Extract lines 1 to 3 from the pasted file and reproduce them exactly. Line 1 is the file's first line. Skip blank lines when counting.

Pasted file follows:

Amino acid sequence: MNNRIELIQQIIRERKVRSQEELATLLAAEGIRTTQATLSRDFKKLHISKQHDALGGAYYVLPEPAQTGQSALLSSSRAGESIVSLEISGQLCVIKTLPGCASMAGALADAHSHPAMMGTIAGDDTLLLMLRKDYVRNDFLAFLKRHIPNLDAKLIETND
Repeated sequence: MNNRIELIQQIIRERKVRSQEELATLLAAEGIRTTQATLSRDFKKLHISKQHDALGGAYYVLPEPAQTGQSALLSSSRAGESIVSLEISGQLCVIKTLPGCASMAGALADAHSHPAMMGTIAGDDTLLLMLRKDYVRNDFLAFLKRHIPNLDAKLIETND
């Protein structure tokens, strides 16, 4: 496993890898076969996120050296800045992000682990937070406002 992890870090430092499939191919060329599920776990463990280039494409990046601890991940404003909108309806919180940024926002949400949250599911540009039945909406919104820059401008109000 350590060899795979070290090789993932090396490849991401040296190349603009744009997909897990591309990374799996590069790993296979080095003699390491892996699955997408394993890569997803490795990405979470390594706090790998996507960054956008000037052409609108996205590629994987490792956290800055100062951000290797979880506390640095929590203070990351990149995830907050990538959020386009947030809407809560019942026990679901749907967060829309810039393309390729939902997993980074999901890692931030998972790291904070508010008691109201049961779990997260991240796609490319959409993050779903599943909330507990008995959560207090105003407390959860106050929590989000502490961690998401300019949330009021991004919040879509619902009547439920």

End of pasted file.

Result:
Amino acid sequence: MNNRIELIQQIIRERKVRSQEELATLLAAEGIRTTQATLSRDFKKLHISKQHDALGGAYYVLPEPAQTGQSALLSSSRAGESIVSLEISGQLCVIKTLPGCASMAGALADAHSHPAMMGTIAGDDTLLLMLRKDYVRNDFLAFLKRHIPNLDAKLIETND
Repeated sequence: MNNRIELIQQIIRERKVRSQEELATLLAAEGIRTTQATLSRDFKKLHISKQHDALGGAYYVLPEPAQTGQSALLSSSRAGESIVSLEISGQLCVIKTLPGCASMAGALADAHSHPAMMGTIAGDDTLLLMLRKDYVRNDFLAFLKRHIPNLDAKLIETND
């Protein structure tokens, strides 16, 4: 496993890898076969996120050296800045992000682990937070406002 992890870090430092499939191919060329599920776990463990280039494409990046601890991940404003909108309806919180940024926002949400949250599911540009039945909406919104820059401008109000 350590060899795979070290090789993932090396490849991401040296190349603009744009997909897990591309990374799996590069790993296979080095003699390491892996699955997408394993890569997803490795990405979470390594706090790998996507960054956008000037052409609108996205590629994987490792956290800055100062951000290797979880506390640095929590203070990351990149995830907050990538959020386009947030809407809560019942026990679901749907967060829309810039393309390729939902997993980074999901890692931030998972790291904070508010008691109201049961779990997260991240796609490319959409993050779903599943909330507990008995959560207090105003407390959860106050929590989000502490961690998401300019949330009021991004919040879509619902009547439920």